In celebration of International Women’s Day on March 8th, we’ve interviewed 5 Itineris power women and talked about their career path, gender equality in the workplace and about the women who are an inspiration to them.
During this International Women’s week, we’ll be sharing their stories with you, because we believe together we can #BreakTheBias.
Today: Sam Foss, Functional Analyst at Itineris.
How chronic tendonitis has changed my career plans
In my younger years, I thought I would go into teaching Music Education or Music Therapy. I’ve always been drawn to Fine Arts and creating music has always had a special place in my heart. Unfortunately, during my second year at high school, chronic tendonitis was diagnosed in both of my wrists. That’s when I realized I had to change my future path, as my wrists did not physically sustain a full-time career in music. Economics ended up being the right fit for me and I graduated in International Economics and Modern Languages. After that, I joined Itineris as a Functional Analyst.
More women in technology and science
Luckily, my family has never discouraged me from pursuing any direction with my studies or career. Many of my female friends, however, were pushed towards studies related to people rather than technology or science. That is why I would love to see a change in the culture of how we raise children to pursue the fields that interest them – regardless of gender, race, or background. To equally encourage that women can be developers, scientists and engineers, and that young men can be nurses, teachers and educators.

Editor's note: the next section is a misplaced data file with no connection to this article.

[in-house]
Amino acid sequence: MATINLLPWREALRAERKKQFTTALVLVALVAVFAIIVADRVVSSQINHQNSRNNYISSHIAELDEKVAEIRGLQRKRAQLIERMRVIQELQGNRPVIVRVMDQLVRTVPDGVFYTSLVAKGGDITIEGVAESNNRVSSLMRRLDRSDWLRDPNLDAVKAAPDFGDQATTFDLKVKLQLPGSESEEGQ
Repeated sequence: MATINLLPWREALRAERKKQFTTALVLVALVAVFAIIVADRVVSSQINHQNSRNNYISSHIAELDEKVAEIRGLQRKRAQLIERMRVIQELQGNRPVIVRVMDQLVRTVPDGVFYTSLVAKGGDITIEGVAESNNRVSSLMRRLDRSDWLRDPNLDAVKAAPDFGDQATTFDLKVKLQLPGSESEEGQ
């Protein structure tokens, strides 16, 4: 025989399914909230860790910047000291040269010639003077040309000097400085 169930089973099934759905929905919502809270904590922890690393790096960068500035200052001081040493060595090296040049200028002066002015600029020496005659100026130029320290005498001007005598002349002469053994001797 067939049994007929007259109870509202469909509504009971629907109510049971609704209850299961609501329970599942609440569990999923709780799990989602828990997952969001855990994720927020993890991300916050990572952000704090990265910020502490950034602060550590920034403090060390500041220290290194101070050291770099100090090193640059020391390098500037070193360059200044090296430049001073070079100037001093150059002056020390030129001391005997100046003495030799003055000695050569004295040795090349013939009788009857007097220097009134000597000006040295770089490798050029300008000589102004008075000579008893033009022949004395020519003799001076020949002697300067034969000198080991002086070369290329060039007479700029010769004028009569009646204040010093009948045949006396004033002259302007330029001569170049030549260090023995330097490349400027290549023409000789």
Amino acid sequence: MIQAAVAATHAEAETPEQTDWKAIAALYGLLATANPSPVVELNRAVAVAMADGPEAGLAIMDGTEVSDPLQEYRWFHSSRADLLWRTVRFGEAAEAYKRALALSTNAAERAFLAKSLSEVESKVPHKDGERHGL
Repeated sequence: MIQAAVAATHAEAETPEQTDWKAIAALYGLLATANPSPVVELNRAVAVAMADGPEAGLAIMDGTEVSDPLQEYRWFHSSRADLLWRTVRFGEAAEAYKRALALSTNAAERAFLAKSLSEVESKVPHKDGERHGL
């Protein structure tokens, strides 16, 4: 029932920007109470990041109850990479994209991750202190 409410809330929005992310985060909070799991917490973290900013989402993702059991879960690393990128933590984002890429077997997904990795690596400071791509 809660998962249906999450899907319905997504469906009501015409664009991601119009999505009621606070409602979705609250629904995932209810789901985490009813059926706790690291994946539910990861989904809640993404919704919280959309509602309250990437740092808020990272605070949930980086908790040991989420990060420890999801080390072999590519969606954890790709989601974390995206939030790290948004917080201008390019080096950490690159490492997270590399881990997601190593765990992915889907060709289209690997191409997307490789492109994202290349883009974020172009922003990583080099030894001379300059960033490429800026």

I have been lucky that Itineris celebrates their feminine-presenting workforce. Unfortunately, I have also encountered how my gender has been a disadvantage over the course of my career.
To give just one example: I go by the name Sam, as a shorter name for Samantha. I’ve had moments where I have corresponded with someone for weeks, even months, and where my gender was never brought into question. That suddenly turned around when they realized they were not talking to a man, but a woman. The tone suddenly changed from trusting and corporative to instantly doubting my deliverables and judgement, whereas gender has absolutely no impact on the work I or anyone can do in the IT world. I believe there’s still some work to be done there, and that’s why I warmly welcome initiatives such as International Women’s Week.
This would also be my advice to young women: don’t adjust your trajectory to success because you’re taking an initiative that is being connotated with someone more masculine in mind. Pull in the support you need from those in your network, and proceed with shattering their concept of gendered leadership while leading your project to success.